What’s it about? Touma and Souichiro Tachibana share everything: their birthday, their parents, and their love of baseball. Thirty years ago, Meisei High School made it to the national tournament at Koshien Stadium, but they haven’t been back since. Now, the Meisei Middle School team has two immensely talented players who can’t wait to reach high school. They have the same birthday, the same parents, and play for the same team, but Tou and Sou aren’t twins.
Mitsuru Adachi, despite an immensely successful career spanning over 40 years and continuing to this day, never really caught on with English-speaking audiences. His best-loved series, the baseball tragedy Touch, has never even been officially released in English. Can the loose sequel Mix capture US audiences, despite their lack of familiarity with its history?
It’s hard to say, based on this point. Mix certainly banks quite a bit on nostalgia—there’s a lengthy introduction portraying what I can only assume is the climax of Touch meant to tap into a deep familiarity that, for most US viewers, simply won’t be there. Not that you need to know anything about Touch to understand Mix. It’s like watching Degrassi: The Next Generation despite never having seen the original Degrassi.
All of you, of course, precisely understand that reference.
I admit, Mix is probably going to be a hard sell for most audiences. While I quite like Adachi’s distinctive character designs, they haven’t changed significantly since his debut in the 70s and look simple, even cartoony, by modern aesthetic standards. Despite the characters’ insistence that the brothers don’t look alike, they look… pretty much identical, other than Touma’s fuzzier hair.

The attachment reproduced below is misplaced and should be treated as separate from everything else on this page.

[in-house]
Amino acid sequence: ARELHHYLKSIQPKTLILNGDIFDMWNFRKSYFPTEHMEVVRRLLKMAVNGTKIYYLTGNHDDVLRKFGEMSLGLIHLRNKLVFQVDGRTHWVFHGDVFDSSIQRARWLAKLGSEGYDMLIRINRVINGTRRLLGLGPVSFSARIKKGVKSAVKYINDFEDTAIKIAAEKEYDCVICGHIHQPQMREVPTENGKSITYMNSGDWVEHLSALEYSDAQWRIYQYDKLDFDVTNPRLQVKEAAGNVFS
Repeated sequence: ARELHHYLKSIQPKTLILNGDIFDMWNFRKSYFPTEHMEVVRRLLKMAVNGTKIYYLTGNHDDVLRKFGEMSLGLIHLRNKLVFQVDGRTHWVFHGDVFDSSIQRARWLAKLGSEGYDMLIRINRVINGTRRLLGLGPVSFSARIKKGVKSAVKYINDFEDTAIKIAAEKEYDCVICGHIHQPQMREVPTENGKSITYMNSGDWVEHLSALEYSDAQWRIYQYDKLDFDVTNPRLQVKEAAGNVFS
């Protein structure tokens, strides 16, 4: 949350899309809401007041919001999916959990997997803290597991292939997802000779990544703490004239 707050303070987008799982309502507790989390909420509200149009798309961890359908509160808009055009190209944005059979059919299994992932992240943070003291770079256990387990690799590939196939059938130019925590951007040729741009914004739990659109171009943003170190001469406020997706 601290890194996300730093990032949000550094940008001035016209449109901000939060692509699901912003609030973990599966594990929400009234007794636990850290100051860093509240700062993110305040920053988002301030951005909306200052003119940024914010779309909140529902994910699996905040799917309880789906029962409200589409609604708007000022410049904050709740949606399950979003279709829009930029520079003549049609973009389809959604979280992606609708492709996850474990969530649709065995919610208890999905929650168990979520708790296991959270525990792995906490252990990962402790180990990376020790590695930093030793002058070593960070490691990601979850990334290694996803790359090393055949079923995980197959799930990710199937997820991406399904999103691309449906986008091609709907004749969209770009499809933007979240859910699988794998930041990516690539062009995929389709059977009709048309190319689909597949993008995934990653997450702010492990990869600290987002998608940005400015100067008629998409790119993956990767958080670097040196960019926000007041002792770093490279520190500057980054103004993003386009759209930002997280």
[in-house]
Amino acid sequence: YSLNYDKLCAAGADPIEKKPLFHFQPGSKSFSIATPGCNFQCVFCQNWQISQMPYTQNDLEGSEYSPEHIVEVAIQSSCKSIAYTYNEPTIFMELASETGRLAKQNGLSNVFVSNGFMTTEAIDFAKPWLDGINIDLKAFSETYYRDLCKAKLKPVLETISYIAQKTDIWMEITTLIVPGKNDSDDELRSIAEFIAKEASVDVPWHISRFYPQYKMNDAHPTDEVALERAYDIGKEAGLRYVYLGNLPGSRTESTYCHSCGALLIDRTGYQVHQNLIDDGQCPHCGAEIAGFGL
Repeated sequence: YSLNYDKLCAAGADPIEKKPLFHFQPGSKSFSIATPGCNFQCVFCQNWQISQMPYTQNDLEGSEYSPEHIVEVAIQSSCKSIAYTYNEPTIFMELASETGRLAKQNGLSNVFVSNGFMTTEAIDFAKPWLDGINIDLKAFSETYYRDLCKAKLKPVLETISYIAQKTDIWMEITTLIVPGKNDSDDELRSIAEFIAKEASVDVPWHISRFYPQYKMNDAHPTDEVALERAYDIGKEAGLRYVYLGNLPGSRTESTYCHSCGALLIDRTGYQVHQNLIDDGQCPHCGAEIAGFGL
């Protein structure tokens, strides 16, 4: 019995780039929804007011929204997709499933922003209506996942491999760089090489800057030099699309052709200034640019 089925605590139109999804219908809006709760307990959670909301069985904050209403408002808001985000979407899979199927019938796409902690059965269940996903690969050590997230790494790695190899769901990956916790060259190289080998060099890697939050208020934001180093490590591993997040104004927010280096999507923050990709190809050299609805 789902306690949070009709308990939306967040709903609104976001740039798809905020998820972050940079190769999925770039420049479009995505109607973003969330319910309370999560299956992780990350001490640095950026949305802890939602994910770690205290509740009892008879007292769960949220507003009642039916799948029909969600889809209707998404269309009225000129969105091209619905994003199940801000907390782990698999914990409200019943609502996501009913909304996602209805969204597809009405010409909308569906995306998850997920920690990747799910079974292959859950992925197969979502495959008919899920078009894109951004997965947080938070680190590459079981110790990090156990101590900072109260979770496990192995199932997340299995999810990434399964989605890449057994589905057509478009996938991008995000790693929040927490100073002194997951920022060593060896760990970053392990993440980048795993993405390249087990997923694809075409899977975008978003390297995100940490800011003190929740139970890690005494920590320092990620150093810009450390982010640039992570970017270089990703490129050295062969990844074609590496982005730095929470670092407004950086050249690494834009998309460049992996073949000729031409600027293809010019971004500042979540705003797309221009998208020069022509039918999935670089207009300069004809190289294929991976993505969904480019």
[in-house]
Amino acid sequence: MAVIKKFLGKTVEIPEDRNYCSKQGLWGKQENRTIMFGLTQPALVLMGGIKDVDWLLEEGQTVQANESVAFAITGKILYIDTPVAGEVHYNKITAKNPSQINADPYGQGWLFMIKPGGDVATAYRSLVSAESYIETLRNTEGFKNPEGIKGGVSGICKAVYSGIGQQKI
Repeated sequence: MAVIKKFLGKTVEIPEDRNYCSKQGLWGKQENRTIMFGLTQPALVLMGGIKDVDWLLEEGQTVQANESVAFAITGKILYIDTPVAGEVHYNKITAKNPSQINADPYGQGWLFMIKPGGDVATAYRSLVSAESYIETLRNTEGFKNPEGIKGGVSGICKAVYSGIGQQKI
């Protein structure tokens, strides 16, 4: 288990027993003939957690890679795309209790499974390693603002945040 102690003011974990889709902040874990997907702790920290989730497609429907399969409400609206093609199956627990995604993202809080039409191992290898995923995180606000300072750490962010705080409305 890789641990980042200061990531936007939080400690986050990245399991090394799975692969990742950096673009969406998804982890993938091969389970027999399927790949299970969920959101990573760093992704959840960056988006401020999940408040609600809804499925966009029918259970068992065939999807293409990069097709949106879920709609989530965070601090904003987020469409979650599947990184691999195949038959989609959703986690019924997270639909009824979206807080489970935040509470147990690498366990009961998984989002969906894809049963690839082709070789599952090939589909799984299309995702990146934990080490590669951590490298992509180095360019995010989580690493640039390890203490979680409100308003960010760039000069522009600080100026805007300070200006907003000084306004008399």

The first episode meanders through its story beats, taking its time with lengthy panning shots and flashbacks. The creative team seem to be aiming more for a relaxed, calming atmosphere, sacrificing economy of storytelling in the process. Stylistic flourishes meant to evoke the experience of watching a VHS tape emphasize their nostalgic intentions.
Fortunately, the script captures Adachi’s sharp, naturalistic dialogue. Even if Touma and Souichiro aren’t actually twins, they have one of the more accurate twin relationships I’ve seen portrayed in fiction. They fight and squabble over petty things like who was born first, blame one another for things that can’t possibly be their fault, but still spend much of their day together. Whether they like it or not, they’re connected and stuck together for the long haul.
They aren’t the only Tachibanas at Meisei Middle School, though—there’s also their younger sister Otomi. Happily, she doesn’t fawn over her brothers, but instead has a lot of sass and spirit or her own.
This being a sports anime focusing on a male team, it’s pretty up in the air how the female characters will come across. So often, they have no lives or interiority of their own, but rather just exist to support and care for the male team members (although managing editor Dee says the female characters in Adachi’s Cross Game are well-developed, so that may be a good sign).
I like Otomi, but it’s simply too early to tell how Mix will treat its female characters. It’s too early to tell a lot about this one, honestly.